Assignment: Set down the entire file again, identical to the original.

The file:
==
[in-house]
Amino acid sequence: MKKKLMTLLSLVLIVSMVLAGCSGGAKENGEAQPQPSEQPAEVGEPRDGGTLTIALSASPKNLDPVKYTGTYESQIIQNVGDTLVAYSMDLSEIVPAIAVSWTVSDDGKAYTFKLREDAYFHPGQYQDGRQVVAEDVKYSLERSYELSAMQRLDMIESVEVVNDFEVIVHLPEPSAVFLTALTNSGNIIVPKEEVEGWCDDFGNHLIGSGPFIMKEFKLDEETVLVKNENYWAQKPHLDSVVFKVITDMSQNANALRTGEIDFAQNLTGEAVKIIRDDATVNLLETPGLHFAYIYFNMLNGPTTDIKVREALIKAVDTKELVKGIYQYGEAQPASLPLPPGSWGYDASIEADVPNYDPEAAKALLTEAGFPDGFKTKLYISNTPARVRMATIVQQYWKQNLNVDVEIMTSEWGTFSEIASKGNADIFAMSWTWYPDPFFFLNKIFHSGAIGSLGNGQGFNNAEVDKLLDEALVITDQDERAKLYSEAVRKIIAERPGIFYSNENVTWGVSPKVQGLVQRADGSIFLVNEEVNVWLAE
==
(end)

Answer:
[in-house]
Amino acid sequence: MKKKLMTLLSLVLIVSMVLAGCSGGAKENGEAQPQPSEQPAEVGEPRDGGTLTIALSASPKNLDPVKYTGTYESQIIQNVGDTLVAYSMDLSEIVPAIAVSWTVSDDGKAYTFKLREDAYFHPGQYQDGRQVVAEDVKYSLERSYELSAMQRLDMIESVEVVNDFEVIVHLPEPSAVFLTALTNSGNIIVPKEEVEGWCDDFGNHLIGSGPFIMKEFKLDEETVLVKNENYWAQKPHLDSVVFKVITDMSQNANALRTGEIDFAQNLTGEAVKIIRDDATVNLLETPGLHFAYIYFNMLNGPTTDIKVREALIKAVDTKELVKGIYQYGEAQPASLPLPPGSWGYDASIEADVPNYDPEAAKALLTEAGFPDGFKTKLYISNTPARVRMATIVQQYWKQNLNVDVEIMTSEWGTFSEIASKGNADIFAMSWTWYPDPFFFLNKIFHSGAIGSLGNGQGFNNAEVDKLLDEALVITDQDERAKLYSEAVRKIIAERPGIFYSNENVTWGVSPKVQGLVQRADGSIFLVNEEVNVWLAE